I just wouldn’t want to predict this one.
The general consensus is that the loser will appeal to the Court of Arbitration for Sport (CAS) but I don’t consider that a given. Can Floyd Landis afford to continue this fight? Even if Floyd wins, there are hurdles for him in France, notably the Agence Française de Lutte contre le Dopage (AFLD) which postponed its own investigation pending the U.S. arbitrators’ decision. There is also the matter of Tour de France organizer Amaury Sport Organization (A.S.O.) having decided months ago that Landis is guilty; they don’t want him back. You can probably say the same about the Union Cycliste Internationale (UCI). What team will want to jeopardize its chances of getting invited to the Tour de France by signing Floyd Landis? The sport’s leaders don’t care if he’s innocent or guilty. They are worried about image alone.
The French government has called a summit for October on the subject of doping in cycling. You read that right. Not doping in sport. Doping in cycling. A doping summit surely is necessary. (How about a summit to launch an investigation into statements by French rocker Johnny Hallyday that his friend, French football (soccer) superstar Zinedine Zidane, recommended “blood cleansing” in order to increase endurance?) But the fact that the French government continues to effectively give other sports a pass is a clear indication of their lack of will in the supposed anti-doping fight. The French Minister of Sport, Roselyne Bachelot, hopes to see her predecessor, Jean-François Lamour, installed as the replacement for Dick Pound at the World Anti-Doping Agency (WADA) in November. That’s the real reason for the French government hosting this summit just one month before the vote. Look at us, we fight doping in sport! Yes, the same Lamour who could have used his influence to bust open Operation Puerto but instead helped, possibly forever, to incorrectly label OP as a “doping in cycling” case. Excuse my near-French but un-freakin’-believable.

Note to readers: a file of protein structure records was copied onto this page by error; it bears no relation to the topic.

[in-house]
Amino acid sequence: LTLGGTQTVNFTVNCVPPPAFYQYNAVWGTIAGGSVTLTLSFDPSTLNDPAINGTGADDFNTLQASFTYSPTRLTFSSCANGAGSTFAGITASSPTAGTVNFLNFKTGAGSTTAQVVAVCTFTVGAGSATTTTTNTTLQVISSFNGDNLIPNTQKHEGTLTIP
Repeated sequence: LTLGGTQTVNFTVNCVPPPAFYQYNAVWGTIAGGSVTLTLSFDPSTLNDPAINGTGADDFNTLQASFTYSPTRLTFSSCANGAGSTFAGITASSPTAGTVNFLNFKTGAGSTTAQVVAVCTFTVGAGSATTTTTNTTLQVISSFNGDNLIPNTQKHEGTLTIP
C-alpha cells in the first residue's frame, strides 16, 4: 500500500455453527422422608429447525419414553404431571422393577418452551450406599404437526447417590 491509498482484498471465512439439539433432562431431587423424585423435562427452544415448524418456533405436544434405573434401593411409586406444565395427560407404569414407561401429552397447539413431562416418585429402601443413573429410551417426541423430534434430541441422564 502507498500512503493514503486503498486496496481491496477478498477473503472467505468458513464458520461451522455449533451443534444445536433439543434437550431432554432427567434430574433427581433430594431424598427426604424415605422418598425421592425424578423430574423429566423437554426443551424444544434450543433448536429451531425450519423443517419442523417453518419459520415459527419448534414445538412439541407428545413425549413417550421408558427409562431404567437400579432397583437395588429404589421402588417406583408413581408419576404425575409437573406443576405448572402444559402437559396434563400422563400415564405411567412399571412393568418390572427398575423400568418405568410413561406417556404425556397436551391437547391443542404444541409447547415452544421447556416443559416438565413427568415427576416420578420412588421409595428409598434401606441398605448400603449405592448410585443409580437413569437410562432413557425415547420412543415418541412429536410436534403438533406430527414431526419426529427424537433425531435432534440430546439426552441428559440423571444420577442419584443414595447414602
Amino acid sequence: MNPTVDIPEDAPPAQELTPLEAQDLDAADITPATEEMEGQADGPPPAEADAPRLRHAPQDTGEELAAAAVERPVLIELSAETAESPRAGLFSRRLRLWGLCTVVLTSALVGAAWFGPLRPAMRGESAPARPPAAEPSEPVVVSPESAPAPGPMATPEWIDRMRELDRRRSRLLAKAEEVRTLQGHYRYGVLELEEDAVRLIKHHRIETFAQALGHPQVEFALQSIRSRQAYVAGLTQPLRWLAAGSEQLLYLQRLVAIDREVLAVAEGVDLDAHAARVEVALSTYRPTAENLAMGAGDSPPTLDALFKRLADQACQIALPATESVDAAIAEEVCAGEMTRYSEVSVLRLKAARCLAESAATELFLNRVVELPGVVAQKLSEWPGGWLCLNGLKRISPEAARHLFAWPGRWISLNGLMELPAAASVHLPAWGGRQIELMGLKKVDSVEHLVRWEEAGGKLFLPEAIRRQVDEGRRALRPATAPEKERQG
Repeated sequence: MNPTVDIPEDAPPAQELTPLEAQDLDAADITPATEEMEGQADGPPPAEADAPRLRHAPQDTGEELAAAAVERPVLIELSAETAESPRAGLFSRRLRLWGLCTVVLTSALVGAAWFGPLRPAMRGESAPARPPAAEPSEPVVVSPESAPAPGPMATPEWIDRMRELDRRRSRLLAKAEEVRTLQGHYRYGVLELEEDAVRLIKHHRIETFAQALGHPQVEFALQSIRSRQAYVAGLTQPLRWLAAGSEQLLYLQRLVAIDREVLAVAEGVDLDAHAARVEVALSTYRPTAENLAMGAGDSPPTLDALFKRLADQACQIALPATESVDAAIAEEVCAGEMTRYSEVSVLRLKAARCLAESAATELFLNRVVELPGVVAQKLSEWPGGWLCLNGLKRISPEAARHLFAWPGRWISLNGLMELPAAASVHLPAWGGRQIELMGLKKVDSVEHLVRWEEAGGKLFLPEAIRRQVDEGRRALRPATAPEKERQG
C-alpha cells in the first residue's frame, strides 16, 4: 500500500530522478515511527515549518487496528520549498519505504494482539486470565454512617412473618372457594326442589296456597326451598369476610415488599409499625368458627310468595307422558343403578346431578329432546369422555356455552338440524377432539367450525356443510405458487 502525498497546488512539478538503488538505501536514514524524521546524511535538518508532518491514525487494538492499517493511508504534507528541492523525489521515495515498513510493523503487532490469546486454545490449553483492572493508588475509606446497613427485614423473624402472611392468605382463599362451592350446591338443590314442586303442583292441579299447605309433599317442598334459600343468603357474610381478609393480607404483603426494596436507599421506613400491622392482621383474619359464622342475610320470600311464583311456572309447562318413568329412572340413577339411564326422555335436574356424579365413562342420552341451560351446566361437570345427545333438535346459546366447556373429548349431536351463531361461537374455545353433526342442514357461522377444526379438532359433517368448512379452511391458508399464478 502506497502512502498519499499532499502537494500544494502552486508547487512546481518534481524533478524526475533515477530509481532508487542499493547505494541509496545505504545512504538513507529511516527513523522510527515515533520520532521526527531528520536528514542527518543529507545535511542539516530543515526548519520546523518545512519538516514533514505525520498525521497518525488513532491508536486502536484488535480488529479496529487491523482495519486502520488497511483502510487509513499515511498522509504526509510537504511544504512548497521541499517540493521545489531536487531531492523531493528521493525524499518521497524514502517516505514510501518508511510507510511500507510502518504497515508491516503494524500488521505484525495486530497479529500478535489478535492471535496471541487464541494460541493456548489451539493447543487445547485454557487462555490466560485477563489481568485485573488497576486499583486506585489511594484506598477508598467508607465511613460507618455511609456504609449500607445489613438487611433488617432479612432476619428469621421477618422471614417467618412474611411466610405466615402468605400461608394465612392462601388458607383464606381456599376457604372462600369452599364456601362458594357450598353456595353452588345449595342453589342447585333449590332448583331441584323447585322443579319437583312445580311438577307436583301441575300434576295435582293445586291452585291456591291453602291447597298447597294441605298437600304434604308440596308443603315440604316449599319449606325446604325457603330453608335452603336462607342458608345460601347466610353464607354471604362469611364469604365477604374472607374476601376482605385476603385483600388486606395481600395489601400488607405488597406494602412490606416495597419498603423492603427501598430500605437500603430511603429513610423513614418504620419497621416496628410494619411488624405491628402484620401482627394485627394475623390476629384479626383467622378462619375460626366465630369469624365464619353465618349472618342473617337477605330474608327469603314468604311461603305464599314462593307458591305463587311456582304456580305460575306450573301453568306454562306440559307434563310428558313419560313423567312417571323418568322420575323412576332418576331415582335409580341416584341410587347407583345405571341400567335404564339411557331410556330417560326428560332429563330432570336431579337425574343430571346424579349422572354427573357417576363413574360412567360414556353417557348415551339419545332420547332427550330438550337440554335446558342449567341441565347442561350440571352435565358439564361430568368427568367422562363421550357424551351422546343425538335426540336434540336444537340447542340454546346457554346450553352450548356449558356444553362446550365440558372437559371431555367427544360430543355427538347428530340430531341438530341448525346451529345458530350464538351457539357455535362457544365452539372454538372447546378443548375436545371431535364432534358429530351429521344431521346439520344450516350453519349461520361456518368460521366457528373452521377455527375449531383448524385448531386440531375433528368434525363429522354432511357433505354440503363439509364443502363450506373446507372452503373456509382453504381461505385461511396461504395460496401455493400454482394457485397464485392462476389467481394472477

The real question is how do you say “nazi frogmen” in French. (ed: That was a term used by Dick Pound, for those unaware.) But seriously, if Lamour takes over for Pound we will soon be longing for the good old days where Pound at least was entertaining. Lamour is as entertaining as watching paint dry on a snail.
The UCI initially said “no thanks” when WADA suggested the summit. But when governments, particularly Paris-based, host a summit, with plenty of wine and foie gras and oh that view from the Restaurant Jules Verne on the Eiffel Tower, you don’t refuse.
The biggest disappointment of the Floyd Landis hearings? (Okay, second biggest after the LeMond/Geoghan fiasco.) Jacques de Ceaurriz, director of the controversial Laboratoire National de Dépistage du Dopage (LNDD), didn’t have to testify. He was there but was able to leave without having to answer questions about the lab, no doubt to his great relief. If Lamour, who oversaw LNDD during his time at the French Ministry of Sport, is elected as chairman of WADA, some things are sure to remain buried.
Floyd may have doped but the larger story of years of questionable political influence at LNDD may never be fully told. Fortunately, there is one French journalist, a former journalist for L’Equipe (the key word of course being “former”), who did some digging back in 2002…..